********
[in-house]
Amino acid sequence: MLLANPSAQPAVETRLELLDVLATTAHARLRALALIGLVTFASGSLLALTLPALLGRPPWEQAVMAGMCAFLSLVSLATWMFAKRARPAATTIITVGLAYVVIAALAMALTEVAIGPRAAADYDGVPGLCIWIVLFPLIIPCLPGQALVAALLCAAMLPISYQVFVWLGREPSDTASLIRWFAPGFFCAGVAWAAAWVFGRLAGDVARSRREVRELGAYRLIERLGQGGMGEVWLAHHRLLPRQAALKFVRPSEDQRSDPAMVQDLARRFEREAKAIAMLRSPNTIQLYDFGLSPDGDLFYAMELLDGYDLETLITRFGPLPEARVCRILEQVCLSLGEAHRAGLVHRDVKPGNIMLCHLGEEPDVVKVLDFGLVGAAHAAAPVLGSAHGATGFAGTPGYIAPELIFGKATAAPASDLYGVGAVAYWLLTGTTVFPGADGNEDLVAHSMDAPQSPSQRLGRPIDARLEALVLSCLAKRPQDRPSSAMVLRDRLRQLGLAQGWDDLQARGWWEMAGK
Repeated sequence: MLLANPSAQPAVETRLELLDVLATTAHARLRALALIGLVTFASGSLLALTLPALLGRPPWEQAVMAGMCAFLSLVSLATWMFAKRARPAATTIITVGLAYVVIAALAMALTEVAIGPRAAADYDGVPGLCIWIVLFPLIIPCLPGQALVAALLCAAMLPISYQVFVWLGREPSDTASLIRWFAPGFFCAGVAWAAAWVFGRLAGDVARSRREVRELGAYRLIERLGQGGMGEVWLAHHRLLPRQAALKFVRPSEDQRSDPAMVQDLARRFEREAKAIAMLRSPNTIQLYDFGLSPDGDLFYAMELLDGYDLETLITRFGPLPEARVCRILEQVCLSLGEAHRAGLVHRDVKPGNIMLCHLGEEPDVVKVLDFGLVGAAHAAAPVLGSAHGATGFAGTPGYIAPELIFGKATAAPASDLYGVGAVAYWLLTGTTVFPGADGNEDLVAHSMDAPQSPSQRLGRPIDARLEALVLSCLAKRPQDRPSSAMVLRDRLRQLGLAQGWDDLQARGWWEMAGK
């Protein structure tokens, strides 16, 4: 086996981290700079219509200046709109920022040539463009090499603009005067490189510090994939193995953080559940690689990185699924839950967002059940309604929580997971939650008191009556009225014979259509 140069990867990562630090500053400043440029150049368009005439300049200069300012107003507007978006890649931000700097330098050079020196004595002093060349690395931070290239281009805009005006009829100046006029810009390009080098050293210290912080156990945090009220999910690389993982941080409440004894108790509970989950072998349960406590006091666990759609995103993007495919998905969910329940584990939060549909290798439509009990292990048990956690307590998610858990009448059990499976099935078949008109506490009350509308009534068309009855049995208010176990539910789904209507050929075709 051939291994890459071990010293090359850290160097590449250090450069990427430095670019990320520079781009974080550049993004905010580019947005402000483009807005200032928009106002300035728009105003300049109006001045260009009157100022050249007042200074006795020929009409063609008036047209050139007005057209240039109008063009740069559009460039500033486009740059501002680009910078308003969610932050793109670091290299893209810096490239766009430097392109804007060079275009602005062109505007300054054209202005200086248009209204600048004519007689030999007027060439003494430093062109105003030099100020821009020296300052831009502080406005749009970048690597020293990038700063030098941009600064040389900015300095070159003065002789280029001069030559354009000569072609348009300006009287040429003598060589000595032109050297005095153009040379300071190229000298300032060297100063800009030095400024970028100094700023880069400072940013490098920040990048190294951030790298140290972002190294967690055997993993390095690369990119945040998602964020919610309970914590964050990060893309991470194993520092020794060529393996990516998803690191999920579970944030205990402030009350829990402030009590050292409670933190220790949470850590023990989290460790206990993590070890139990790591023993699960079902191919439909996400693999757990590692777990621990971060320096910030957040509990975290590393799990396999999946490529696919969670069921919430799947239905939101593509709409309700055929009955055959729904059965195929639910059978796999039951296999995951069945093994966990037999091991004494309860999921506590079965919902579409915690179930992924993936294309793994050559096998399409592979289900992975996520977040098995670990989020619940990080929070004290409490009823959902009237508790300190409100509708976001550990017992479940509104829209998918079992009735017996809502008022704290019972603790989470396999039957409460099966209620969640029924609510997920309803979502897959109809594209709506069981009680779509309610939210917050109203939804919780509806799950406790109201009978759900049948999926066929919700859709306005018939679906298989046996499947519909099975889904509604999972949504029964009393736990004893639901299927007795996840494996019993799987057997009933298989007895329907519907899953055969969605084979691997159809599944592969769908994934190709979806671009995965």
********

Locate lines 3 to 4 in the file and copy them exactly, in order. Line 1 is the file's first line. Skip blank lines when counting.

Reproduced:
Repeated sequence: MLLANPSAQPAVETRLELLDVLATTAHARLRALALIGLVTFASGSLLALTLPALLGRPPWEQAVMAGMCAFLSLVSLATWMFAKRARPAATTIITVGLAYVVIAALAMALTEVAIGPRAAADYDGVPGLCIWIVLFPLIIPCLPGQALVAALLCAAMLPISYQVFVWLGREPSDTASLIRWFAPGFFCAGVAWAAAWVFGRLAGDVARSRREVRELGAYRLIERLGQGGMGEVWLAHHRLLPRQAALKFVRPSEDQRSDPAMVQDLARRFEREAKAIAMLRSPNTIQLYDFGLSPDGDLFYAMELLDGYDLETLITRFGPLPEARVCRILEQVCLSLGEAHRAGLVHRDVKPGNIMLCHLGEEPDVVKVLDFGLVGAAHAAAPVLGSAHGATGFAGTPGYIAPELIFGKATAAPASDLYGVGAVAYWLLTGTTVFPGADGNEDLVAHSMDAPQSPSQRLGRPIDARLEALVLSCLAKRPQDRPSSAMVLRDRLRQLGLAQGWDDLQARGWWEMAGK
């Protein structure tokens, strides 16, 4: 086996981290700079219509200046709109920022040539463009090499603009005067490189510090994939193995953080559940690689990185699924839950967002059940309604929580997971939650008191009556009225014979259509 140069990867990562630090500053400043440029150049368009005439300049200069300012107003507007978006890649931000700097330098050079020196004595002093060349690395931070290239281009805009005006009829100046006029810009390009080098050293210290912080156990945090009220999910690389993982941080409440004894108790509970989950072998349960406590006091666990759609995103993007495919998905969910329940584990939060549909290798439509009990292990048990956690307590998610858990009448059990499976099935078949008109506490009350509308009534068309009855049995208010176990539910789904209507050929075709 051939291994890459071990010293090359850290160097590449250090450069990427430095670019990320520079781009974080550049993004905010580019947005402000483009807005200032928009106002300035728009105003300049109006001045260009009157100022050249007042200074006795020929009409063609008036047209050139007005057209240039109008063009740069559009460039500033486009740059501002680009910078308003969610932050793109670091290299893209810096490239766009430097392109804007060079275009602005062109505007300054054209202005200086248009209204600048004519007689030999007027060439003494430093062109105003030099100020821009020296300052831009502080406005749009970048690597020293990038700063030098941009600064040389900015300095070159003065002789280029001069030559354009000569072609348009300006009287040429003598060589000595032109050297005095153009040379300071190229000298300032060297100063800009030095400024970028100094700023880069400072940013490098920040990048190294951030790298140290972002190294967690055997993993390095690369990119945040998602964020919610309970914590964050990060893309991470194993520092020794060529393996990516998803690191999920579970944030205990402030009350829990402030009590050292409670933190220790949470850590023990989290460790206990993590070890139990790591023993699960079902191919439909996400693999757990590692777990621990971060320096910030957040509990975290590393799990396999999946490529696919969670069921919430799947239905939101593509709409309700055929009955055959729904059965195929639910059978796999039951296999995951069945093994966990037999091991004494309860999921506590079965919902579409915690179930992924993936294309793994050559096998399409592979289900992975996520977040098995670990989020619940990080929070004290409490009823959902009237508790300190409100509708976001550990017992479940509104829209998918079992009735017996809502008022704290019972603790989470396999039957409460099966209620969640029924609510997920309803979502897959109809594209709506069981009680779509309610939210917050109203939804919780509806799950406790109201009978759900049948999926066929919700859709306005018939679906298989046996499947519909099975889904509604999972949504029964009393736990004893639901299927007795996840494996019993799987057997009933298989007895329907519907899953055969969605084979691997159809599944592969769908994934190709979806671009995965």